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Show HN: A beetle generator made by machine-learning zoological illustrations (cunicode.com)
308 points by belforn on Jan 2, 2020 | hide | past | favorite | 47 comments

I had the thought of how obfuscating this technology could be to hide information. Imagine this going off and publishing an unlimited number of images with generated descriptions that are indistinguishable from what a human would do. There would be no way to verify what the correct information is if you are someone just casually searching the Internet. (This could also almost apply for any type of information...)

-> https://thisrentaldoesnotexist.com

All of the dynamic content on each listing is generated via a series of different machine-learned AI models.

"The laundry are converted into a mini central heating for every guest."

I've found that creating Markov chains are more human feeling (but maybe a bit overfit) if I use a n[0]-level deep look ahead for my generators.

[0] where n is normally 2 or 3

Yeah, the listings on this page don't quite make it up to a human level of coherence:

"Thus serve a 24 hour security pournising. Also hype is requested as much as you please empty and have a prestige less um be restriction, day or night."

It's close, though! But maybe not close enough for people to worry -- the last 10% of the security pournising always takes 90% of the development time.

“there will be a BREAKFAST Walk into the block in the room”

If that was going to be a problem, people would already be generating fake numerical data like material properties, physical constants, statistics, or whatever that's also subtly wrong. You don't need machine learning to do that.

This fear of fake information from ML misleading everyone is ridiculous and kind of arrogant. It assumes that the world is full of "other people" who are too stupid to make decisions for themselves and usually concludes that "us smart people" have to somehow control what they see to protect them from themselves. We've had fake information since forever and we've developed systems to deal with it. Citing sources, trustworthy organizations, multiple sources agreeing with each other, people pointing out mistakes, Google favoring popular sites, confirming it yourself, etc. Some fake information still gets through and it is a problem but it already happens and the world keeps turning. For casual internet searchers who don't care how reliable their information is, let them believe whatever nonsense satisfies them. They aren't trying to be right, they're just entertaining themselves.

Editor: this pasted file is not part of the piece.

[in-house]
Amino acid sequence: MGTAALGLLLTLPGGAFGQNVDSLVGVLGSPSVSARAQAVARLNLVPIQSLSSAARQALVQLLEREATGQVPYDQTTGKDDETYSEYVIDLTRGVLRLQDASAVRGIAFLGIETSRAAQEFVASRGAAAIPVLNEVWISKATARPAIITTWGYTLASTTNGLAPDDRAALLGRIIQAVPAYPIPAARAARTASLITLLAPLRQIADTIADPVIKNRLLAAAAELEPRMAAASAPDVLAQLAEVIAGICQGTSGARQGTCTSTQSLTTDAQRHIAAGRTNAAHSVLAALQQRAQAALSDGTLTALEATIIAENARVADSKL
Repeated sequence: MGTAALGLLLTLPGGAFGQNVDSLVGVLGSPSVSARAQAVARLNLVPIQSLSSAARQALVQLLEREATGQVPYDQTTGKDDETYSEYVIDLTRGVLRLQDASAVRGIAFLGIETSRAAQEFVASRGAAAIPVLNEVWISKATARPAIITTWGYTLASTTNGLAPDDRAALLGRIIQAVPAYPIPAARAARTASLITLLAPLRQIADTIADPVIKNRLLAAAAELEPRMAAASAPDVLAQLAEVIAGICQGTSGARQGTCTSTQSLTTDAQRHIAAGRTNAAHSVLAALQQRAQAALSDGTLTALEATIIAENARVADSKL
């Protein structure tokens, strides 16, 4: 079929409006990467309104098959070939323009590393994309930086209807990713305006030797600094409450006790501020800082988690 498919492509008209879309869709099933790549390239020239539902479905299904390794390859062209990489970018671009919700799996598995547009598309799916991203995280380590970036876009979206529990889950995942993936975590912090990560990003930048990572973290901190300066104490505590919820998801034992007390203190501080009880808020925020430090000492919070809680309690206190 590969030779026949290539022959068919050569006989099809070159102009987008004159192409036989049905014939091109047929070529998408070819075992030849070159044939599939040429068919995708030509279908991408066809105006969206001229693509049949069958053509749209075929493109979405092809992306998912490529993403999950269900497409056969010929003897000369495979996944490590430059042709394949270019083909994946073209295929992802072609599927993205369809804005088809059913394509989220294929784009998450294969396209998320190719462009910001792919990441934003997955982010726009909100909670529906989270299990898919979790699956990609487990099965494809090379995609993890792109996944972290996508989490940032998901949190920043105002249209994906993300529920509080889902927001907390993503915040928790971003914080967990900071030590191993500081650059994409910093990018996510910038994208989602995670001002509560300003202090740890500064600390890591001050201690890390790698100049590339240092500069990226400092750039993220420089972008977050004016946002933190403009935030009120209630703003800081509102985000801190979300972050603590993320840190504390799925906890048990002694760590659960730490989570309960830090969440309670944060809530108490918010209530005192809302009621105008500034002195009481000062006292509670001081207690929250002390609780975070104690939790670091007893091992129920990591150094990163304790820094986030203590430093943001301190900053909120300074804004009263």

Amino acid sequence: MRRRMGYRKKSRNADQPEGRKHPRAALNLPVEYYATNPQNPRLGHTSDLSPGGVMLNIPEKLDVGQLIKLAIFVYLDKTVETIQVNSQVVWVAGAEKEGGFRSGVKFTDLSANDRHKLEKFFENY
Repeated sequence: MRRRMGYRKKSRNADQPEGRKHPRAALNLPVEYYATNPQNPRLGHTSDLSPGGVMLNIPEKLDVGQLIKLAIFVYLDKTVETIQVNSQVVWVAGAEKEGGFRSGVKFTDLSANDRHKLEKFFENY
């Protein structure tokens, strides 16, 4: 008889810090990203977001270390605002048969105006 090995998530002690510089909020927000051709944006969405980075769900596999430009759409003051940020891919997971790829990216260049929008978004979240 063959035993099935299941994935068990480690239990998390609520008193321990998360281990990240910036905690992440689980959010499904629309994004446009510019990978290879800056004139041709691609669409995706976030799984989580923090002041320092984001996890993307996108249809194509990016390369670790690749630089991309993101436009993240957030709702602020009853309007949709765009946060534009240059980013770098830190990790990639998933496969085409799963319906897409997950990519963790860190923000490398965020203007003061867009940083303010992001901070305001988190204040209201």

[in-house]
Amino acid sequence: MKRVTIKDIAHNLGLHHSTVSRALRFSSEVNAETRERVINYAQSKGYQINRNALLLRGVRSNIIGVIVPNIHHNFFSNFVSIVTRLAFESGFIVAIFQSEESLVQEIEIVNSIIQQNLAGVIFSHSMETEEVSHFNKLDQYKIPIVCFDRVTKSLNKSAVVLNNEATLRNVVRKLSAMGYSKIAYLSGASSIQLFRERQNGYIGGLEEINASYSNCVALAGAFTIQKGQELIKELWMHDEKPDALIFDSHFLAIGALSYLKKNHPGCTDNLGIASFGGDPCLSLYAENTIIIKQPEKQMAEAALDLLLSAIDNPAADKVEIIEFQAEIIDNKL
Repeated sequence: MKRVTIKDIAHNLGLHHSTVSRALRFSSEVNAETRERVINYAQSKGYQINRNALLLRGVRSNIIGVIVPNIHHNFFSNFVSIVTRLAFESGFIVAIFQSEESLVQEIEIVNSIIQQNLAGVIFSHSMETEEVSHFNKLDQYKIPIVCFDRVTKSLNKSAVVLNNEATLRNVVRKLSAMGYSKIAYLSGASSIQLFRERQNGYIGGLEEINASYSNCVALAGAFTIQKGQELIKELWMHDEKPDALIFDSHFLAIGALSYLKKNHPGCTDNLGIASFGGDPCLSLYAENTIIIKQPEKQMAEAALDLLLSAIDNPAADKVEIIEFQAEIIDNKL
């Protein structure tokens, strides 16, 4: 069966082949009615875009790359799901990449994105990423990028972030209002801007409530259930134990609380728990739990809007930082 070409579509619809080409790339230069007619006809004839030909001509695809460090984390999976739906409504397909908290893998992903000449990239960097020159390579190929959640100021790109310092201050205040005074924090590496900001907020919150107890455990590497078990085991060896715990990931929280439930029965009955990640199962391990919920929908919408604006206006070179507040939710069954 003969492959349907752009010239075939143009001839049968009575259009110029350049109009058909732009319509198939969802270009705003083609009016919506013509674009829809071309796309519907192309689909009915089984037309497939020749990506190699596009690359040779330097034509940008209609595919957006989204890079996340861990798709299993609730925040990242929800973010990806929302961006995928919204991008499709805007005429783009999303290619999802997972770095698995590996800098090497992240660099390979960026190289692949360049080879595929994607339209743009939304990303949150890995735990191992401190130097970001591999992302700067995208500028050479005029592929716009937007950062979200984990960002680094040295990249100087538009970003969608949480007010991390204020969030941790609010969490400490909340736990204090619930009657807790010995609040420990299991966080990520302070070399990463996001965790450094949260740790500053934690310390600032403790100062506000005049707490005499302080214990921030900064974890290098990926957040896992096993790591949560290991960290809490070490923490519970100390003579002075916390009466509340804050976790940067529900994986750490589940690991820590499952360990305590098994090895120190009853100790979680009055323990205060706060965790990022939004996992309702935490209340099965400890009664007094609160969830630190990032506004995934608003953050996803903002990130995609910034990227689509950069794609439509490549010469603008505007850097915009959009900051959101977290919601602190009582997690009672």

I agree that "we must control others" is a bad approach. But I think you're underestimating the problem. Fake news has a body count, and it will only get worse: https://www.wired.com/story/how-whatsapp-fuels-fake-news-and...

At the very least, I think we need to train people in a lot more media literacy. But traditional approaches to that rely on media being scarce and expensive to create, which gave people enough time to carefully vet what they were consuming. As it becomes cheaper to create media than to vet it, we'll have the same problem as spam: it'll be impossible for humans to effectively filter it manually.

I think the real solution is automated vetting tools, so no information is presented without provenance. Basically, any time somebody sees an image or a video, there should be a link that lets you find out about the source, the editing, and who, specifically is vouching for it. And warnings for things that lack that. That still gives the viewer agency, but brings the problem back to human scale.

What a clever idea!

By the way, there are over 400,000 naturally occurring species of beetles. Beetles make up 25% of all animal forms according to Wikipedia.

There's been some new work that throws that percentage into doubt: https://www.insidescience.org/news/move-over-beetles-new-cha...

Reminds me of the (possibly apocryphal) Haldane quote, on what nature revealed about the mind of God: "An inordinate fondness for beetles."


Humans: by mass, a very insignificant species.

Not among land mammals: https://xkcd.com/1338/

I wonder if this could be used as an identification tool for beetles like a phantom sketch. You could move some sliders to get it closer to the bug you are thinking of or which you have in front of you.

Of course, this method would have to compete with a related model just trying to classify a photo.

They already have similar apps to this for a range of things. I guess the most popular ones are for plants [1]

[1] https://www.picturethisai.com/

it could be used like that. Technically, the model already learned the features of the dataset. (although it was unlabelled). There are some implementations to find features in StyleGAN and enhance/modify those: StyleGan Encoder https://github.com/spiorf/stylegan-encoder

Reminds me of Dawkins' biomorphs: http://www.emergentmind.com/biomorphs

For more info on things like this:


I thought it was now basically the law that this must be named thisbeetledoesnotexist.com